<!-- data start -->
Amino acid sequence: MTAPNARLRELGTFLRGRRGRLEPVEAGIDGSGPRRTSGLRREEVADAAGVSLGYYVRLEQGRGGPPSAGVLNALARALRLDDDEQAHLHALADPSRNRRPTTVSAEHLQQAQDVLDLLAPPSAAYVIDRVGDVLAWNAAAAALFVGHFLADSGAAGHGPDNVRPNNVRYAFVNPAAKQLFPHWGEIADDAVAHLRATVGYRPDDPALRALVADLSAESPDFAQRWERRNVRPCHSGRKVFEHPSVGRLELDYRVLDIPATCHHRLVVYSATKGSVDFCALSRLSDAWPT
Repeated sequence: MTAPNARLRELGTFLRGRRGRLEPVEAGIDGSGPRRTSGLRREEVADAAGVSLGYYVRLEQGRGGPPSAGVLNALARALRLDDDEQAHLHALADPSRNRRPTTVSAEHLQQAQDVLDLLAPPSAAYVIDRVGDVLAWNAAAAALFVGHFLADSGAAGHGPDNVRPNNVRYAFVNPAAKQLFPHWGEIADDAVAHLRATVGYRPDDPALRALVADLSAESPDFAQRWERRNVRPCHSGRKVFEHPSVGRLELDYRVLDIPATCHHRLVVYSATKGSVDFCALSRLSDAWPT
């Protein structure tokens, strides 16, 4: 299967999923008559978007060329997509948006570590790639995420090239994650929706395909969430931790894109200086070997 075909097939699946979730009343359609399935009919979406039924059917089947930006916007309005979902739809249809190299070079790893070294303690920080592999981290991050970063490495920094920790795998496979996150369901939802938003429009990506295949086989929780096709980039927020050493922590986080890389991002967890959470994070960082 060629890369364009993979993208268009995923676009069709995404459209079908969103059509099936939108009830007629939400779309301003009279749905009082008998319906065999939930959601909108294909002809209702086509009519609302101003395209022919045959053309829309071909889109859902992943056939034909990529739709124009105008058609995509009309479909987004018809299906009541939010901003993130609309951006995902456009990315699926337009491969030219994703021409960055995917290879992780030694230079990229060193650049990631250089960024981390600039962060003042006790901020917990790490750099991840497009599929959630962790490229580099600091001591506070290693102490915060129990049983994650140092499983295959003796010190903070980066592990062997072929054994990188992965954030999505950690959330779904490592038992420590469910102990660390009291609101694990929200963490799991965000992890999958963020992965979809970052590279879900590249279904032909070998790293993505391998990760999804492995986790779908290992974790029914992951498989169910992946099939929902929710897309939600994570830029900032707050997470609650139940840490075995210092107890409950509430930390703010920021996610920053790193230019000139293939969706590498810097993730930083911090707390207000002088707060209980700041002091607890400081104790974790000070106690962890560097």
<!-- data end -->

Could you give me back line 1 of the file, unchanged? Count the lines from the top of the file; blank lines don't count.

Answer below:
Amino acid sequence: MTAPNARLRELGTFLRGRRGRLEPVEAGIDGSGPRRTSGLRREEVADAAGVSLGYYVRLEQGRGGPPSAGVLNALARALRLDDDEQAHLHALADPSRNRRPTTVSAEHLQQAQDVLDLLAPPSAAYVIDRVGDVLAWNAAAAALFVGHFLADSGAAGHGPDNVRPNNVRYAFVNPAAKQLFPHWGEIADDAVAHLRATVGYRPDDPALRALVADLSAESPDFAQRWERRNVRPCHSGRKVFEHPSVGRLELDYRVLDIPATCHHRLVVYSATKGSVDFCALSRLSDAWPT